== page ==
Approaching the Other and redefining multiculturalism
More than 30 immigrants were recently washed up dead on their way to Greece, a young Pakistani was murdered in Athens simply because of his skin color, Hassan Mekki -one of the hundreds immigrants who have come across with racist violence- has still fresh the scars and the wounds on his body when he was attacked by black-shirted men holding Greek flags. Can we close our eyes towards this pain? Can we remain silent towards these screams? And moreover, what is the role of art in a society in which the demand for tolerance and solidarity is more important than any time before?
This question became even more urgent with the debut of the theatrical play “Hecuba, Hekábē, Hecabe, Hécube, Εκάβη Project” directed by the Albanian actor and director Enke Fezollari in Athens as part of the Festival of Cultures, supported by the European Integration Fund for Third Country Nationals. Euripide’s classic masterpiece is being presented in an outstandingly innovative way and is a contemplation on existence and especially co-existence. “The play is about people from different countries who talk about the issue of the Stranger,” claims the director. Actors from three different countries (Albania, Greece and Uganda) integrate and create on the stage a mosaic of different cultures that are united in a strangely natural way. The fact that Enke Fezollari himself grew up between two countries, between two cultures offered him a more wide-ranging view of reality. He “belongs just to his art and audience,” he likes to say. After all, we would be naïve if we believed that there could be such a thing as a solid identity. We are the outcome of our multiple, constructed identities.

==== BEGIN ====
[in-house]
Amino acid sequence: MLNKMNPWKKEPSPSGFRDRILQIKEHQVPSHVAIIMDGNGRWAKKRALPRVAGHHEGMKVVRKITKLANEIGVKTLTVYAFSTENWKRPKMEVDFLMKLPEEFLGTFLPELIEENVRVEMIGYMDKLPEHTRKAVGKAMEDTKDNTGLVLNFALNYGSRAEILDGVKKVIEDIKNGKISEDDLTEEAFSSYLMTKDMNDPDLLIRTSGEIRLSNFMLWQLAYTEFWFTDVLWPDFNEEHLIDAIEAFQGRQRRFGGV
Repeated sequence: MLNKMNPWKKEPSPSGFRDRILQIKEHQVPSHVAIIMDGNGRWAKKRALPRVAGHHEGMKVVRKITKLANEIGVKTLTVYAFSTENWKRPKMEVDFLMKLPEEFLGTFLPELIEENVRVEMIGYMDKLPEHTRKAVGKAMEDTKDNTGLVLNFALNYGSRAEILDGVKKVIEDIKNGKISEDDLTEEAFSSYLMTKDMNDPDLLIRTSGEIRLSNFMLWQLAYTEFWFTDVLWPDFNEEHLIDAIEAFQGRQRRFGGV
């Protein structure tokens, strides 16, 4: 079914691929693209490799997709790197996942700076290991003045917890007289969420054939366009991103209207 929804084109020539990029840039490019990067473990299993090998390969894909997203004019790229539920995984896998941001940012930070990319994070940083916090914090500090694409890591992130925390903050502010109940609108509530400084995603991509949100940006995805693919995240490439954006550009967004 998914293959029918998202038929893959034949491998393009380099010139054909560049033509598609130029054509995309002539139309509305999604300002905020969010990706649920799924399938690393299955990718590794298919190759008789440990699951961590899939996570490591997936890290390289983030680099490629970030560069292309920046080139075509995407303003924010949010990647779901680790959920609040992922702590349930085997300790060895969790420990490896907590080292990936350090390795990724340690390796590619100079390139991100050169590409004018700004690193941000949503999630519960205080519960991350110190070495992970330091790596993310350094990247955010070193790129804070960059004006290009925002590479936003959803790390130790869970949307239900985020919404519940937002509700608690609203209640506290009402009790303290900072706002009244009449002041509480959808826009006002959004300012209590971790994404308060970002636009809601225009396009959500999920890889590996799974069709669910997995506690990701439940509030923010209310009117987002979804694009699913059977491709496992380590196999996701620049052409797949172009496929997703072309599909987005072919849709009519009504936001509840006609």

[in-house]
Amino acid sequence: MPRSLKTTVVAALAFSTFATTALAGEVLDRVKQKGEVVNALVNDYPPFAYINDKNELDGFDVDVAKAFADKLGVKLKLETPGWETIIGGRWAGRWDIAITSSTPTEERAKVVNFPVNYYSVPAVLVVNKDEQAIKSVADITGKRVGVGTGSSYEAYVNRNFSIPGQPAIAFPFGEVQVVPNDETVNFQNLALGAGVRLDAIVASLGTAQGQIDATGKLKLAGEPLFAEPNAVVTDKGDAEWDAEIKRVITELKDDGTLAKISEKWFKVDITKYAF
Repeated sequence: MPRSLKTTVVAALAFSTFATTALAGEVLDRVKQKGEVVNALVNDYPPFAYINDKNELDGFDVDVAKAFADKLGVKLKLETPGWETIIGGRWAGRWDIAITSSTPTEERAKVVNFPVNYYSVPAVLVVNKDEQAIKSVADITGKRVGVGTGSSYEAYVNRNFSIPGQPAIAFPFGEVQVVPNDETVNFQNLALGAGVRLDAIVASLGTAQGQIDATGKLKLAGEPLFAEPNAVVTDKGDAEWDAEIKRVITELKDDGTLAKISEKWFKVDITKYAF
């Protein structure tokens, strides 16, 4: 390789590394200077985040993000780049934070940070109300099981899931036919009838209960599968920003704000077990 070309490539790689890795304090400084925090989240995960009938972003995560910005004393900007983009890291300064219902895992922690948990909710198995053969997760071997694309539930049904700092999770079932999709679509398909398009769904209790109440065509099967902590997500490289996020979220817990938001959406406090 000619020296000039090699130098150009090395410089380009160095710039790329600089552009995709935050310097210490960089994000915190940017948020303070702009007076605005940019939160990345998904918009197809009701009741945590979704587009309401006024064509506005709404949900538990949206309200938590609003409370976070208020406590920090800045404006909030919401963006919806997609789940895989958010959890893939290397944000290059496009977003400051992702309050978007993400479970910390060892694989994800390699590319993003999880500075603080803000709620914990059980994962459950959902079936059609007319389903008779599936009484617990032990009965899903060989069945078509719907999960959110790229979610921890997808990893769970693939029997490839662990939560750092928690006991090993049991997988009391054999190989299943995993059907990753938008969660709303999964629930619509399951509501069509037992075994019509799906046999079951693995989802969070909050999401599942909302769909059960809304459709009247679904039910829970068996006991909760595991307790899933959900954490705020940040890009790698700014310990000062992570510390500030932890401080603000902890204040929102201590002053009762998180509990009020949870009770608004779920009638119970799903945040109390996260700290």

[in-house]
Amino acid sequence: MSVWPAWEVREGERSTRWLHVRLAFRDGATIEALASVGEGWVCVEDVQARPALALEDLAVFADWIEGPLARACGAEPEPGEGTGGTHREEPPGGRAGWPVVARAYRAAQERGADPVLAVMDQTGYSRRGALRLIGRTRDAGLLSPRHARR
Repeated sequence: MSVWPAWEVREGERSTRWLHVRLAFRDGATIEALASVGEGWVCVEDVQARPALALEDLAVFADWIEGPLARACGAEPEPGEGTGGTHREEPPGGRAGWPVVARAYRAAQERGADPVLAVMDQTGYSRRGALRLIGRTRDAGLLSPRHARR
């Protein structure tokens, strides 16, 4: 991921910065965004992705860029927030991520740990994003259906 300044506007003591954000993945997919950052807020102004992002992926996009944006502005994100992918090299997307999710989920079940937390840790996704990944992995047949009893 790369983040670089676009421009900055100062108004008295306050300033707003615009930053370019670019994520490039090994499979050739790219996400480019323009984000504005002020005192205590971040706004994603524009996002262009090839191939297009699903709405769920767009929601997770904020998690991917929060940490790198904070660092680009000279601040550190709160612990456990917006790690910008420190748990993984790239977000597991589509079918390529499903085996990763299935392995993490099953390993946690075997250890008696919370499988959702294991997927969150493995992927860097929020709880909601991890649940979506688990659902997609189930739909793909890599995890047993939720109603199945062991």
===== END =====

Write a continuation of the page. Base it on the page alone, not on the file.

It seems that there are more similarities than differences as people mourn, grieve, love and ask for justice with the same intensity and need. Traditional Albanian songs for funerals and weddings, poems, as well as a traditional African story and a song “about a child who dreams of traveling to the moon” are mixed together with the tragic Hecuba’s monologue and the Greek language. A white mother mourns in Albanian the dead body of her son, which was washed up by the sea. Surprisingly, he is not white. Does this remind us of something? This could look surrealistic elsewhere. However, it does not in our modern society that faces a social crisis and alienation. Hecuba or Hécube or Εκάβη is a mother. She is a ruined country. She is an immigrant from Bangladesh, a Syrian refugee, a Greek from Eleusis. She is all of us, the foreigners and “us,” the director points out. The thing is that now, it’s difficult to distinguish who is the foreigner.
Hecuba suffered the death of her husband and son during the Trojan War and she is confronted with further excruciating losses as her daughter is sacrificed. All these facts turn her into the role of vindictive aggressor. The victim becomes an avenger. Who is the enemy then? “We are living in a time when you cannot tell who are the victims and who the perpetrators. There are so many things going on and in this play the question about who is the Greek and who the Barbarian remains open and unacknowledged,” says Fezollari. One’s identity and all the other things that consist and construct the “Self” are always have the possibility of undertaking change. We progress and redefine ourselves through the necessary interaction that ensues when we come in contact with the body, the language and the existence of the Other.
In this chaotic social reality the figure of the Other appears more precarious than ever. But who is really the Other? Who is hiding behind the mask? The play brings out the fact that we should not search for the Other out of our own selves. It is the fear towards the Strange that gives birth to never-ending battles with windmills. In addition, the endless rhetoric about the glorious past and nation create conflicts and tensions between the different ethnic fantasies. The subject of racism either is a Jew, a Muslim, an African-American, gay or lesbian, and is a fantasy figure, someone who embodies the void of the Other.
So, rather than creating scapegoats, rather than trapping ourselves in Kafka’s tower, let’s try instead and defeat the Stranger that lies inside us.
The article was originally written in English.
Photo credit: Sotiria Psarou